March – In Rock History
The first jazz album to sell one million copies, ‘Minnie The Moocher’ by Cab Calloway is recorded.
Alan Freed (the DJ who coined the term Rock ‘n’ Roll) has his Moondog Rock ‘n’ Roll Stage Show cancelled when 30,000 fans arrive at the venue and create a fire hazard.
Colonel Tom Parker signs up as Elvis Presley’s manager. Previous jobs on his resume include palm reading in a fairground show.
Fats Domino hits number one on the R & B chart with the song ‘I’m Walking’, replacing his other song ‘Blue Monday’ at the top spot.
Buddy Holly & The Crickets perform their only UK tour, playing 25 shows (two gigs per night) over three weeks.
John Lennon states that the Beatles are “more popular than Jesus now.” UK fans barely noticed but the quote was taken out of context in America and public outrage ensued.
The full quote was: “Christianity will go. It will vanish and shrink. We’re more popular than Jesus now; I don’t know which will go first, rock ‘n’ roll or Christianity. Jesus was alright, but his disciples were thick and ordinary.”
The legendary Fillmore East opened it’s doors and began a three year run as one of the most popular clubs in New York, hosting gigs for most, if not all, of the biggest bands in the world at the time. The venue became known as “The Church of Rock ‘n’ Roll” and saw acts like The Doors, The Who, Jimi Hendrix, Sly & The Family Stone, The Grateful Dead, The Beach Boys and The Allman Brothers all play there.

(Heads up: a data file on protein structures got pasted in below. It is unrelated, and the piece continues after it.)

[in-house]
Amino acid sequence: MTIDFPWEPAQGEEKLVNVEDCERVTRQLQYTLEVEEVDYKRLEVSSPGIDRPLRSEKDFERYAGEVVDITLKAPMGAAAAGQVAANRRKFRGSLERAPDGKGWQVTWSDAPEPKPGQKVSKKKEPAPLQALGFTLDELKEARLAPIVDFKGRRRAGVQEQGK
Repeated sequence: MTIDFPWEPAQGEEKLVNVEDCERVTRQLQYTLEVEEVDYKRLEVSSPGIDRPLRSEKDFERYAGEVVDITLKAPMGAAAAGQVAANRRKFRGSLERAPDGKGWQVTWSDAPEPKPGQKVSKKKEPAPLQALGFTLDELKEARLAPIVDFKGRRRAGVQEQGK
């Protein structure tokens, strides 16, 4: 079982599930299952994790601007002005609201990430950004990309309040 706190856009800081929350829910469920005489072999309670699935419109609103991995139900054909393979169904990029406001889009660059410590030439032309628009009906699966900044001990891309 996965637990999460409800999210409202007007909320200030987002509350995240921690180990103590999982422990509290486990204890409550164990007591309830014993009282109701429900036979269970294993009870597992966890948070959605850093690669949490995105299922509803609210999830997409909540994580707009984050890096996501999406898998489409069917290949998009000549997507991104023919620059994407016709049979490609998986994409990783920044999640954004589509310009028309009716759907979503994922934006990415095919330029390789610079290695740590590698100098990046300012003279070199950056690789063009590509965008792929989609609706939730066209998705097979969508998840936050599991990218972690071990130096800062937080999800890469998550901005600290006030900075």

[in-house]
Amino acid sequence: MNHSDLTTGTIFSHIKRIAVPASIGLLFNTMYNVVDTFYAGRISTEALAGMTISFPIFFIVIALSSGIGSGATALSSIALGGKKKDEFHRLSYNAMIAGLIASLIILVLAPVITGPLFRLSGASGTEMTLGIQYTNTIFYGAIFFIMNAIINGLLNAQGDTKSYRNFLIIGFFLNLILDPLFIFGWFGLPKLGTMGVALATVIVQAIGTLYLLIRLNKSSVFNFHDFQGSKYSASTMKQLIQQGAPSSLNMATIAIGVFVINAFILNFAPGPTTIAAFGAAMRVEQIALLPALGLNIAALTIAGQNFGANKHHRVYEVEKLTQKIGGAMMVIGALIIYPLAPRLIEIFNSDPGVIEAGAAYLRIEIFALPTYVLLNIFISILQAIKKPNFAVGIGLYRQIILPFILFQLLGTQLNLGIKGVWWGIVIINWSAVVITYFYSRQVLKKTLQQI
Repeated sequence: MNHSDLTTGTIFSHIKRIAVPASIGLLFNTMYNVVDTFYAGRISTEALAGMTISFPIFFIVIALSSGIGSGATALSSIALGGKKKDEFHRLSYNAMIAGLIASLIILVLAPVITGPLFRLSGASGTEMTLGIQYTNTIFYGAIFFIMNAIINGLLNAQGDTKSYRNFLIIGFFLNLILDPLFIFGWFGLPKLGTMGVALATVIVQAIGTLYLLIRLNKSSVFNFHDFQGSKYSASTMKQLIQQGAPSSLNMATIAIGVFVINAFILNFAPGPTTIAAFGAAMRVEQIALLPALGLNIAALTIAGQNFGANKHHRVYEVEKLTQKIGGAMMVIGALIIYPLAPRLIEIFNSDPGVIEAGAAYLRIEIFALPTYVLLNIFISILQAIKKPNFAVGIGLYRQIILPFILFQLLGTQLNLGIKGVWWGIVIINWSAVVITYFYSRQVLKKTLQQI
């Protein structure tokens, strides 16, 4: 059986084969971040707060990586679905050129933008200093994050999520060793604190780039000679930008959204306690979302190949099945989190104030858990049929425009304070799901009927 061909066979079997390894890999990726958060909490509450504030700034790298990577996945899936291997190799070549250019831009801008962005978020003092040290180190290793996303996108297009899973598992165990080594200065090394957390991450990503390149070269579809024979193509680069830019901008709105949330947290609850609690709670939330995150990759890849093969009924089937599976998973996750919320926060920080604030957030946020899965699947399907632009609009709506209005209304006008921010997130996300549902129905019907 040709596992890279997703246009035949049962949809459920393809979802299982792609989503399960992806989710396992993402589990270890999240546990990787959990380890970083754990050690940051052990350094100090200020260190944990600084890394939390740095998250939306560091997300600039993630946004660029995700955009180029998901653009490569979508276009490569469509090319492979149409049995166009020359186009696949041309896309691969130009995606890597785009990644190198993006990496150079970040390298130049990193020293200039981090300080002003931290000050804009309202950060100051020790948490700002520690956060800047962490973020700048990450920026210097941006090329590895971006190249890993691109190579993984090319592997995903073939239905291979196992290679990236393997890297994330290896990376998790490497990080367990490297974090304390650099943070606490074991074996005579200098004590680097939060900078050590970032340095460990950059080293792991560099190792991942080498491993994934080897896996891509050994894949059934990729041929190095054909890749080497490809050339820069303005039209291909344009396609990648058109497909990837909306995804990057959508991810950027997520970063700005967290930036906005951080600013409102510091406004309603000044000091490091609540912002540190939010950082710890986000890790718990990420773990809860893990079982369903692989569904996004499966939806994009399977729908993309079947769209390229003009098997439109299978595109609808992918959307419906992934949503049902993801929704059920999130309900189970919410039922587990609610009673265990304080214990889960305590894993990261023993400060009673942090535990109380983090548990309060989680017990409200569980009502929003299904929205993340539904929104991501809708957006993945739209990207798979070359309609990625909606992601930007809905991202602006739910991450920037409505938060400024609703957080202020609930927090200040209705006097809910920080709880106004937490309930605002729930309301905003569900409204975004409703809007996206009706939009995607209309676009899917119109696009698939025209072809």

Slade become the first band to debut at number one on the UK charts with the song ‘Cum On Feel The Noize’.
The Eagles reach the number one spot for the first time with their single ‘Best Of My Love’.
Led Zeppelin release their double album ‘Physical Graffiti’. It goes to number one and joins all of their previous albums (Led Zeppelin I, II, III, IV and Houses Of The Holy) in the US Albums Chart.
The Police sign with A & M Records for the release of their first single ‘Roxanne’. But it flops. So does the album ‘Outlandos D’Amour’. It will take a year and a re-release of ‘Roxanne’ for them to gain any recognition and find the charts.
Pink Floyd have the number one song in the US charts with ‘Another Brick In The Wall (Part II)’. The very same week they break the record for the most weeks in the US Album Charts when their seven-year-old 33 1/3 long player ‘Dark Side Of The Moon’ spends it’s 303rd consecutive week in the list.
U2 hit the top of the UK album chart with ‘War’.
A new digital audio system, referred to as a ‘compact’ disc containing up to 60 minutes of music is launched by Sony, Philips, and Polygram.
The Notorious BIG is shot to death, 24 years old, after a Soul Train Awards party in California.
Dusty Springfield dies, age 59, of breast cancer. Two weeks later, she is inducted into the Rock ‘n’ Roll Hall of Fame.
The Recording Industry Association of America (RIAA) hands out the first batch of Diamond awards for 61 albums that had topped the ten million mark in US sales. The top five were:
‘The Eagles’ Greatest Hits’ – 25+ million
‘Rumors’ by Fleetwood Mac – 18 million
‘Led Zeppelin IV’ – 17 million
‘Back In Black’ by AC DC – 16 million
‘Boston’ – 16 million
Led Zeppelin become the most bootlegged band in rock music with a known 422 illegal albums being sold. Home CD copying is blamed and copy protecting is started by record companies.
A 24 year old girl in a coma is taken to Bryan Adam’s concert in a wheelchair by her mother in Germany. Adams is the girl’s favourite singer and, miracuously, she wakes up during the gig!